William Makepeace Thackeray.

Complete works (Volume 22) online

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* He pays no visits, and, being a solitudinarian,
frequents not even a single club in London. He dresses
punctiliously for dinner every day. He is but a sorry
eater, and avoids all vegetable diet, as he thinks it dims
the animal spirits. Only when engaged on pathetic
subjects does he make a hearty meal ; for the body
macerated by long fasting, he says, cannot unaided
contribute the tears he would shed over what he writes.
Wine he abhors, as a true Mussulman. Mr. T.'s
favourite drink is gin and toast-and-water, or cider and
bitters, cream and cayenne.

'In religion a Parsee (he was born in Calcutta), in
morals a Stagyrite, in philosophy an Epicurean ; though
nothing in his conversation or manners would lead one
to surmise that he belonged to either or any of these
sects. In politics an unflinching Tory ; fond of the
Throne, admiring the Court, attached to the peerage,
proud of the army and navy ; a thick and thin upholder
of Church and State, he is for tithes and taxes as in
Pitt's time. He wears hair powdered to this day, from
his entire reliance on the wisdom of his forefathers.
Besides his novels, he is the author of the "Vestiges of
Creation," the "Errors of Numismatics," "Junius's
Letters," and "Ivanhoe." The sequel to this last he
published three or four years ago. He wrote all Louis
Napoleon's works, and Madame H.'s exquisite love
letters ; and whilst secretary to that prince in confine-
ment at Ham, assisted him in his escape, by knocking
down the sentry with a ruler with which he had been


ruling accounts. Mr. T. is very fond of boxing, and
used to have an occasional set-to with Ben Gaunt, the
Tipton Slasher, and young Sambo. He fences admirably,
and ran the celebrated Bertrand through the lungs twice
at an assaut d'armes in Paris. He is an exquisite dancer,
he founded Laurent's Casino (was a pupil of old Grimaldi,
surnamed Iron Legs\ and played Harlequin in " Mother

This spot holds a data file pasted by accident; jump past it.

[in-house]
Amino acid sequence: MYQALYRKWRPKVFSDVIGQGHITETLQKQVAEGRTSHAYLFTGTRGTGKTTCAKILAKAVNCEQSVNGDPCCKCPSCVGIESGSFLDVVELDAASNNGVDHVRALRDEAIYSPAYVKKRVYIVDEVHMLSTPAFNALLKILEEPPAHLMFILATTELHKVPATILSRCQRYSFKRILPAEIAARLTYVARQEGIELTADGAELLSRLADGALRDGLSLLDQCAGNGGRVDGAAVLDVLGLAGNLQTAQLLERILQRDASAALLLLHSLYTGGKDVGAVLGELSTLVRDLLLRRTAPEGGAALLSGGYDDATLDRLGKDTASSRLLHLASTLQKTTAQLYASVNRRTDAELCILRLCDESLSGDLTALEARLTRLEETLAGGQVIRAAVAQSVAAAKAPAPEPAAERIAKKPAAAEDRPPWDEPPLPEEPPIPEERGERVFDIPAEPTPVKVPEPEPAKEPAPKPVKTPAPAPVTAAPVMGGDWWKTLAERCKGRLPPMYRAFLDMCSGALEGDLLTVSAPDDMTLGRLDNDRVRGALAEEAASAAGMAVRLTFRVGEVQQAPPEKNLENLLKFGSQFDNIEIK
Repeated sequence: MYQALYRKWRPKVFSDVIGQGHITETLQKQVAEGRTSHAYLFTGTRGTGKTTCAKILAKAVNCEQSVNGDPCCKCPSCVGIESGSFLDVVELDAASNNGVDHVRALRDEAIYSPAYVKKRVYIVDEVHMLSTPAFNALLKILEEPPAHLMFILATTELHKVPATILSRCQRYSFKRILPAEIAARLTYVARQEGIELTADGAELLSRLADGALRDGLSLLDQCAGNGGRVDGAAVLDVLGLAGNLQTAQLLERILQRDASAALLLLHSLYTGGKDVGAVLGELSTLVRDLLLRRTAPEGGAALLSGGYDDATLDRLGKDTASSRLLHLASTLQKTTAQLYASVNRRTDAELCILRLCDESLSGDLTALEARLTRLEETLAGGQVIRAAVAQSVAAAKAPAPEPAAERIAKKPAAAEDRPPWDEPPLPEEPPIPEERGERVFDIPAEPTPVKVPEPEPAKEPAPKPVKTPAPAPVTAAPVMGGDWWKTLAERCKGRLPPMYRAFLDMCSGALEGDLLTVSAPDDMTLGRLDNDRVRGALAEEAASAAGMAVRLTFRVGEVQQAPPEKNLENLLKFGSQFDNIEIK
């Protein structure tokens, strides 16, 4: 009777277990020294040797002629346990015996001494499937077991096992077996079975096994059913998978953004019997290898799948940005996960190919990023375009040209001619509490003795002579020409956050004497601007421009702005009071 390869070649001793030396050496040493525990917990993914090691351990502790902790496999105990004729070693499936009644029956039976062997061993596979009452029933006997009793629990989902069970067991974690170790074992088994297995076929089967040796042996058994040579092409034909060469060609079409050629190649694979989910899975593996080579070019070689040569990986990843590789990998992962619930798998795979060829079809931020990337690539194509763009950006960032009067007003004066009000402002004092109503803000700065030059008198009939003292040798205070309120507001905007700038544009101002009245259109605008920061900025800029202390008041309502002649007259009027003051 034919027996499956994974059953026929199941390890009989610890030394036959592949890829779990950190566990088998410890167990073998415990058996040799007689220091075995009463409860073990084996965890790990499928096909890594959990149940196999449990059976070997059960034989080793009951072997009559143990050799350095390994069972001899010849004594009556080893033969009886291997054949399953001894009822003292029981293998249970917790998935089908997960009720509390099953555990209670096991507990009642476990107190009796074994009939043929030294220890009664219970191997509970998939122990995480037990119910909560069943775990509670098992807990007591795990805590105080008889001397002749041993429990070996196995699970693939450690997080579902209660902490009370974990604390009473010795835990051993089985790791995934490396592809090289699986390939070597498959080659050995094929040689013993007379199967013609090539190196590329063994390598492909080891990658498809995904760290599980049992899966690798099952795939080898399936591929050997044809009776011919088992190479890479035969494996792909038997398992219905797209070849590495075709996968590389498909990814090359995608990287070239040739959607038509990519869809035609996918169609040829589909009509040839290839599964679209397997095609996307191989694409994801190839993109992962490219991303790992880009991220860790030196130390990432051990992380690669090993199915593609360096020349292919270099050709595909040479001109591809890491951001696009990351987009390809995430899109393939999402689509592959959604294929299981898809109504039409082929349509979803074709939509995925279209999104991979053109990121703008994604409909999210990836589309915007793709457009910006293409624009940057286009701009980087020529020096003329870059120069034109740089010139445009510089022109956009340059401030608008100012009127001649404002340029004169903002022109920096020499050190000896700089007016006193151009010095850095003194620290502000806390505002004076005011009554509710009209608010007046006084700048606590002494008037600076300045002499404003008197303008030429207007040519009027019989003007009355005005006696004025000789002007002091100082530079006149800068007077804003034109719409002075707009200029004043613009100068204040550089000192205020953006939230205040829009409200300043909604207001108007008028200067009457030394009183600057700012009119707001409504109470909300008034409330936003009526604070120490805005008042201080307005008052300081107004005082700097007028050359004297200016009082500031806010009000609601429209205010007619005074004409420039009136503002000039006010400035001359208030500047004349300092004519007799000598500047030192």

Goose " pantomime once, when Ella, the regular per-
former, was taken ill and unable to appear.

c He has no voice, ear, or fancy even, for music, and
the only instruments he cares to listen to are the Jew's-
harp, the bagpipes, and the " Indian drum."

* He is disputatious and loquacious to a degree in
company : and at a dinner at the Bishop of Oxford's,
the discussion with Mr. Macaulay respecting the death
of Mausolus, the husband of Zenobia, occupied the
disputants for thirteen hours ere either rose to retire.
Mr. Macaulay was found exhausted under the table.
He has no acquaintance with modern languages, and his
French, which he freely uses throughout his writings, is
furnished by the Parisian governess in the Baron de B.'s
establishment. In the classics he is superior to either
Professor Sedgwick or Blackie (vide his " Colloquies on
Strabo," and the " Curtian Earthquake "). He was
twice senior opt. at Magdalen College, and three times
running carried off Barnes's prize for Greek Theses and
Cantate,' x. r. X.

Happily these delicate attentions have not ruffled Mr.
Thackeray's good temper and genial appreciations of the
high position occupied by literary men in the United
States. Let me avow that this position not only reflects
credit on the country which awards it, but helps to shed
its lustre on the men of letters who become the guests
of its hospitality. Mr. Thackeray's last lecture of the
series, on the yth ult., gracefully conceded this in the
following tribute :


* In England it was my custom, after the delivery of
these lectures, to point such a moral as seemed to befit
the country I lived in, and to protest against an outcry,
which some brother authors of mine most imprudently
and unjustly raise, when they say that our profession is
neglected and its professors held in light esteem.
Speaking in this country, I would say that such a com-
plaint could not only not be advanced, but could not be
even understood here, where your men of letters take
their manly share in public life ; whence Everett goes
as minister to Washington, and Irving and Bancroft to
represent the republic in the old country. And if to
English authors the English public is, as I believe, kind
and just in the main, can any of us say, will any who
visit your country not proudly and gratefully own, with
what a cordial and generous greeting you receive us ? I
look round on this great company. I think of my
gallant young patrons of the Mercantile Library
Association, as whose servant I appear before you, and
of the kind hands stretched out to welcome me by men
famous in letters, and honoured in our country as in
their own, and I thank you and them for a most kindly
greeting and a most generous hospitality. At home, and
amongst his own people, it scarce becomes an English
writer to speak of himself; his public estimation must
depend upon his works ; his private esteem on his
character and his life. But here, among friends newly
found, I ask leave to say that I am thankful ; and I think
with a grateful heart of those I leave behind me at home,
who will be proud of the welcome you hold out to me,
and will benefit, please God, when my days of work are
over, by the kindness which you show to their father.'



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Online LibraryWilliam Makepeace ThackerayComplete works (Volume 22) → online text (page 31 of 31)